Issuer DN CN=DST Root CA X3, O=Digital Signature Trust Co.
Serial Number 44AFB080D6A327BA893039862EF8406B
Valid  to  Key RSAPublicKey (2048 bit)
SHA1 Hash DAC9024F54D8F6DF94935FB1732638CA6AD77C13 MD5 Hash 410352DC0FF7501B16F0028EBA6F45C5
SKI C4A7B1A47B2C71FADBE14B9075FFC41560858910 AKI

Quoting Scott, these clients likely will fail, so need attention:

  • OpenSSL <= 1.0.2
  • Windows < XP SP3
  • macOS < 10.12.1
  • iOS < 10 (iPhone 5 is the lowest model that can get to iOS 10)
  • Android < 7.1.1 (but >= 2.3.6 will work if served ISRG Root X1 cross-sign)
  • Mozilla Firefox < 50
  • Ubuntu < 16.04
  • Debian < 8
  • Java 8 < 8u141
  • Java 7 < 7u151
  • NSS < 3.26
  • Amazon FireOS (Silk Browser)

On the server side, you can help Android devices by using a Let’s Encrypt certificate that is cross-signed with the ISRG Root X1 certificate [Wayback/Archive.is] Certificate Checker: CN=ISRG Root X1, O=Internet Security Research Group, C=US:

ISRG Root X1
Certificate
Subject DN CN=ISRG Root X1, O=Internet Security Research Group, C=US
Issuer DN CN=DST Root CA X3, O=Digital Signature Trust Co.
Serial Number 4001772137D4E942B8EE76AA3C640AB7
Valid  to  Key RSAPublicKey (4096 bit)
SHA1 Hash 933C6DDEE95C9C41A40F9F50493D82BE03AD87BF MD5 Hash C1E1FF07F9F688498274D1A18053EABF
SKI 79B459E67BB6E5E40173800888C81A58F6E99B6E AKI C4A7B1A47B2C71FADBE14B9075FFC41560858910

Via [Archive.is] Scott Helme on Twitter: “There are only 10 days left until the Let’s Encrypt root certificate expires and there are still questions over what the impact will be! Full details here: …” which links to the above article showing a nice graph of the current Let’s Encrtypt root certificate setup:

–jeroen

Posted in Communications Development, Development, Encryption, https, HTTPS/TLS security, Internet protocol suite, Let's Encrypt (letsencrypt/certbot), Power User, Security, Software Development, TCP, TLS, Web Development | Leave a Comment »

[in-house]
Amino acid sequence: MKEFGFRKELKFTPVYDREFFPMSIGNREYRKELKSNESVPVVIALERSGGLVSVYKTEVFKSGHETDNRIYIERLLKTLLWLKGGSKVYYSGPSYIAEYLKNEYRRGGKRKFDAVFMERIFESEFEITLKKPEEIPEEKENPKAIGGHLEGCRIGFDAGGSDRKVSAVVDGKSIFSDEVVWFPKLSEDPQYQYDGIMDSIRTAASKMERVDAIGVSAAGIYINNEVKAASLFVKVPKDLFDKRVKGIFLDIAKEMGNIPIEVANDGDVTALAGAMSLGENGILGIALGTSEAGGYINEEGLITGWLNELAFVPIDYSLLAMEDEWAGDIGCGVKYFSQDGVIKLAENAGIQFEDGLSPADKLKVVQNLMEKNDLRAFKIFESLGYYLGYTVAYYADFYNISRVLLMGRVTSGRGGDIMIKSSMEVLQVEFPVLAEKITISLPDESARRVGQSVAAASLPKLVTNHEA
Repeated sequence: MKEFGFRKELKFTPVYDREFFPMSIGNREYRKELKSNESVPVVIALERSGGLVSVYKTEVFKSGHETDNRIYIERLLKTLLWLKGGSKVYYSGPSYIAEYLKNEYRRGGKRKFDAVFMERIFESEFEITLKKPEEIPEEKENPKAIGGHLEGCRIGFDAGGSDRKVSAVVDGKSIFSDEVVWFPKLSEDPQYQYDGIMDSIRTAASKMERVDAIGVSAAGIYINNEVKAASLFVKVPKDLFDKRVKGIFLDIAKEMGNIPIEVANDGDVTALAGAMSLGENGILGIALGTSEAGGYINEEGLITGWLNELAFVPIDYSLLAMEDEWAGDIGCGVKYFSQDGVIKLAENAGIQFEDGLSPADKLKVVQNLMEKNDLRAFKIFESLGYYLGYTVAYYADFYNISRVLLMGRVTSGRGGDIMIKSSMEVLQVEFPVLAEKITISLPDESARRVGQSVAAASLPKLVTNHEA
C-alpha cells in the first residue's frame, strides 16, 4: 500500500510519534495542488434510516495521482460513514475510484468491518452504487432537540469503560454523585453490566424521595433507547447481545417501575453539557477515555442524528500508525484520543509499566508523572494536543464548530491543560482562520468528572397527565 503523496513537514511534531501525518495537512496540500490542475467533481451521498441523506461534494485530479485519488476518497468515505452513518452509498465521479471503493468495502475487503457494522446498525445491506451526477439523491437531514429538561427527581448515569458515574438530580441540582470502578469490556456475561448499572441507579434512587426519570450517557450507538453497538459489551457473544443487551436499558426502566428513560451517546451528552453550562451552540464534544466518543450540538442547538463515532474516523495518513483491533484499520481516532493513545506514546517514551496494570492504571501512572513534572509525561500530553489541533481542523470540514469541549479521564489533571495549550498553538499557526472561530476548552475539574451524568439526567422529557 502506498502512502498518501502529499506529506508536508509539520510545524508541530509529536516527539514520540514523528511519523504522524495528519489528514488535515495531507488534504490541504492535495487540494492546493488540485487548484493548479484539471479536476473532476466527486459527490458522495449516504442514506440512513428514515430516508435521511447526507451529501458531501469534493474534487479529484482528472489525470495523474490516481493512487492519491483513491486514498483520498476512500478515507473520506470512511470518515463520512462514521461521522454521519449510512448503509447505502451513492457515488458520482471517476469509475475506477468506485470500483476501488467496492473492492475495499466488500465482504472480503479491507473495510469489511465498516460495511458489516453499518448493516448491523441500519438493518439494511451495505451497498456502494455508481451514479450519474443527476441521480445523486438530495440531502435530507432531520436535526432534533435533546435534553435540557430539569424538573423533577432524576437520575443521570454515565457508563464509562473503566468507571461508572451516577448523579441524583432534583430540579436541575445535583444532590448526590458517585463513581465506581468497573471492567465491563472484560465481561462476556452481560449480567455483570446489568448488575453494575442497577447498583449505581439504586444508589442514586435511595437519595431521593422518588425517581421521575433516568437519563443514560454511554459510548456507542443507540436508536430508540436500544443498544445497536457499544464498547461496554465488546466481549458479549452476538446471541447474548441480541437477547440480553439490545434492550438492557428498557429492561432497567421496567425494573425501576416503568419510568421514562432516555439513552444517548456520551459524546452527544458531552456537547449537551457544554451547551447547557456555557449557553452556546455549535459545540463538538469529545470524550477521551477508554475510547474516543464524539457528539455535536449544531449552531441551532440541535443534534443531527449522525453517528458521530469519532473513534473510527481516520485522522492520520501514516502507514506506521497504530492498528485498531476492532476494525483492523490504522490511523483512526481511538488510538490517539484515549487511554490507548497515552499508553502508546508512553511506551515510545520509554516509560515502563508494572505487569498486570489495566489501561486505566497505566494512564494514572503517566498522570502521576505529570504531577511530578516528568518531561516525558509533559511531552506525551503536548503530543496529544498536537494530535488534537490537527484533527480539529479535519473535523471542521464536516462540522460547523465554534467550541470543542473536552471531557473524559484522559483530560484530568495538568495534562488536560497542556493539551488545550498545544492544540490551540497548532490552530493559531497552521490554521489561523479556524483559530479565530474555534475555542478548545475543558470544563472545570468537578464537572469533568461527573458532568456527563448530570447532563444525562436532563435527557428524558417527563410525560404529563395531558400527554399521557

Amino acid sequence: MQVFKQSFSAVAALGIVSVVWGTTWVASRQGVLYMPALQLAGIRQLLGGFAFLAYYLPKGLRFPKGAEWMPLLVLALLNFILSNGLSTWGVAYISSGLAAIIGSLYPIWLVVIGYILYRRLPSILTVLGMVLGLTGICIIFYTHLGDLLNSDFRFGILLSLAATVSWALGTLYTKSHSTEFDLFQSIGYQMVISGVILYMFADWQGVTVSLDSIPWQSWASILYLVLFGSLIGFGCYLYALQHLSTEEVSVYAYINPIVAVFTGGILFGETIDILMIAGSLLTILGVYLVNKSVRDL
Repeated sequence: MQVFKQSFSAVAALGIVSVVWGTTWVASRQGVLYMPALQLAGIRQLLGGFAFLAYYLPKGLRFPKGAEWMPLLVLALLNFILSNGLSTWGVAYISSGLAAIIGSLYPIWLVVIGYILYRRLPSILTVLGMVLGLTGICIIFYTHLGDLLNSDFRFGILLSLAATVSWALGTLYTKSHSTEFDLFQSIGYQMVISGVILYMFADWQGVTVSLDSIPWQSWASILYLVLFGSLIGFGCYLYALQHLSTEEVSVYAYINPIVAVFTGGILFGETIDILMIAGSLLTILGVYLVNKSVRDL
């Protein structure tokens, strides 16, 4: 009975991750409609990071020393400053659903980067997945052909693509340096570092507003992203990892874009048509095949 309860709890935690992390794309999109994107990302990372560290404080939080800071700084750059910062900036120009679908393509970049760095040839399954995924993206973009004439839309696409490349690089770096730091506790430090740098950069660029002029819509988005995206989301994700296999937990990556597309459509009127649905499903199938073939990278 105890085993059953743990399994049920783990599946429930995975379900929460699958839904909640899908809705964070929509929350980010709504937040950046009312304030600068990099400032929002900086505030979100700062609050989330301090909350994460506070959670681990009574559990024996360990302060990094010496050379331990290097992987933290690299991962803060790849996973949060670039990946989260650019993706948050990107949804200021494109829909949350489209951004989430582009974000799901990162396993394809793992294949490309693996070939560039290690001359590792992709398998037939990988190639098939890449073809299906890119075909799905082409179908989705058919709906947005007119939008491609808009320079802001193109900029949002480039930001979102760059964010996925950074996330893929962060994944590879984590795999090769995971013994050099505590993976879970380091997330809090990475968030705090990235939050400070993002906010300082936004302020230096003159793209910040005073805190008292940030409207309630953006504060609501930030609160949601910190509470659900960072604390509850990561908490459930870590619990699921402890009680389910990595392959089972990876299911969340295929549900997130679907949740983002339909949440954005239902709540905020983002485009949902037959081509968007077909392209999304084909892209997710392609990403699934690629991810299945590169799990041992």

Tricks used by software developers to https://127.0.0.1

Posted by jpluimers on 2021/09/07

Long interesting thread at [WayBack] Thread by @sleevi_: “@SwiftOnSecurity So, some history: It used to be folks would get certs for “localhost”, just like they would from “webmail”, despite no CA e […]”

In  2019, applications were still using tricks (including shipping private keys!) to “securely” access https://127.0.0.1 on some port.

This should have stopped in 2015, but hadn’t. I wonder how bad it still is today.

Related:

Read the rest of this entry »

Posted in Communications Development, Development, DNS, HTTP, Internet, Power User, Software Development, TCP, TLS | Leave a Comment »

For my link archive: DNS over https

Posted by jpluimers on 2021/09/02

DNS over HTTPS

For my link archive:

JSON DNS output

Some DNS over HTTSP providers support dns-json, which Cloudflare delivers non-pretty printed.

To pretty print in the same order as the input, pipe through json_pp or python -m json.tool which however will sort (either alphabetically or by dictionary hash) the output.

If you like jq and colourised output, then you can pipe through jq .  as well  (which does not sort the nodes).

Piping curl output requires the curl --silent parameter to suppress progress reporting.

See these for more information:

Example:

Read the rest of this entry »

Posted in Communications Development, Development, DNS, HTTP, Internet, Internet protocol suite, Power User, Software Development, TCP, TLS | Leave a Comment »